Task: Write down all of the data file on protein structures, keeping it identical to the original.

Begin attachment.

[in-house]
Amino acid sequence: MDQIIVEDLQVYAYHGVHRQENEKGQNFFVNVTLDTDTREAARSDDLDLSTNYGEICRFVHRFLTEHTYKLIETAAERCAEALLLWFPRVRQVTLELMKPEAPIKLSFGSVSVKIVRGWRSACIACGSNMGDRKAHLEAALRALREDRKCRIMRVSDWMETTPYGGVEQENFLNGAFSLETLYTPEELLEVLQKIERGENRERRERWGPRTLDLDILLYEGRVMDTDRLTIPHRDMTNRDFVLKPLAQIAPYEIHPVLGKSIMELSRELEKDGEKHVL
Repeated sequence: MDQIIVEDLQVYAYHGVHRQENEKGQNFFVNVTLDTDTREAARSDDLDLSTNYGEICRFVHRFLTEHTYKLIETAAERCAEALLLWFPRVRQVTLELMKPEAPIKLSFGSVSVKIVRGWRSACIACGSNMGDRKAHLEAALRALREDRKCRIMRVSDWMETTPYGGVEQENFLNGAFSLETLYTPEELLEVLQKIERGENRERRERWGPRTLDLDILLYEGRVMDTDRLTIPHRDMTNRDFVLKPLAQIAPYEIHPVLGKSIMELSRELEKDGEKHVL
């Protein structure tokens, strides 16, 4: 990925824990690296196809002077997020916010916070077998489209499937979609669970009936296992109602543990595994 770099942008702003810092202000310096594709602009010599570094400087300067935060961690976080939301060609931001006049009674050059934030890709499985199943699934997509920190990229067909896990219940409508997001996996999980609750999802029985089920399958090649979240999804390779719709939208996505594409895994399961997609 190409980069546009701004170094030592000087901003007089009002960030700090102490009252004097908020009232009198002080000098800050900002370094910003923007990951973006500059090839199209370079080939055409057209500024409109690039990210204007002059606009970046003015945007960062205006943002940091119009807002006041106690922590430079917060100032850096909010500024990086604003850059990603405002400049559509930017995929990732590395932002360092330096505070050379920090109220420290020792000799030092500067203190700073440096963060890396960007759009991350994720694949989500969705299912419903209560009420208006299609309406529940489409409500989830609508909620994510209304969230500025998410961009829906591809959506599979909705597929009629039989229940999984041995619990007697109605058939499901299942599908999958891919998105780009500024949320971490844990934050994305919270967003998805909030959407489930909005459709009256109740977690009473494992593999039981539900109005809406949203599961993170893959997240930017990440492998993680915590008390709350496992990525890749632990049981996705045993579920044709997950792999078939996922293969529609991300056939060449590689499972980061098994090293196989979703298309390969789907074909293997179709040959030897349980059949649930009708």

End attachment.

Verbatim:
[in-house]
Amino acid sequence: MDQIIVEDLQVYAYHGVHRQENEKGQNFFVNVTLDTDTREAARSDDLDLSTNYGEICRFVHRFLTEHTYKLIETAAERCAEALLLWFPRVRQVTLELMKPEAPIKLSFGSVSVKIVRGWRSACIACGSNMGDRKAHLEAALRALREDRKCRIMRVSDWMETTPYGGVEQENFLNGAFSLETLYTPEELLEVLQKIERGENRERRERWGPRTLDLDILLYEGRVMDTDRLTIPHRDMTNRDFVLKPLAQIAPYEIHPVLGKSIMELSRELEKDGEKHVL
Repeated sequence: MDQIIVEDLQVYAYHGVHRQENEKGQNFFVNVTLDTDTREAARSDDLDLSTNYGEICRFVHRFLTEHTYKLIETAAERCAEALLLWFPRVRQVTLELMKPEAPIKLSFGSVSVKIVRGWRSACIACGSNMGDRKAHLEAALRALREDRKCRIMRVSDWMETTPYGGVEQENFLNGAFSLETLYTPEELLEVLQKIERGENRERRERWGPRTLDLDILLYEGRVMDTDRLTIPHRDMTNRDFVLKPLAQIAPYEIHPVLGKSIMELSRELEKDGEKHVL
């Protein structure tokens, strides 16, 4: 990925824990690296196809002077997020916010916070077998489209499937979609669970009936296992109602543990595994 770099942008702003810092202000310096594709602009010599570094400087300067935060961690976080939301060609931001006049009674050059934030890709499985199943699934997509920190990229067909896990219940409508997001996996999980609750999802029985089920399958090649979240999804390779719709939208996505594409895994399961997609 190409980069546009701004170094030592000087901003007089009002960030700090102490009252004097908020009232009198002080000098800050900002370094910003923007990951973006500059090839199209370079080939055409057209500024409109690039990210204007002059606009970046003015945007960062205006943002940091119009807002006041106690922590430079917060100032850096909010500024990086604003850059990603405002400049559509930017995929990732590395932002360092330096505070050379920090109220420290020792000799030092500067203190700073440096963060890396960007759009991350994720694949989500969705299912419903209560009420208006299609309406529940489409409500989830609508909620994510209304969230500025998410961009829906591809959506599979909705597929009629039989229940999984041995619990007697109605058939499901299942599908999958891919998105780009500024949320971490844990934050994305919270967003998805909030959407489930909005459709009256109740977690009473494992593999039981539900109005809406949203599961993170893959997240930017990440492998993680915590008390709350496992990525890749632990049981996705045993579920044709997950792999078939996922293969529609991300056939060449590689499972980061098994090293196989979703298309390969789907074909293997179709040959030897349980059949649930009708």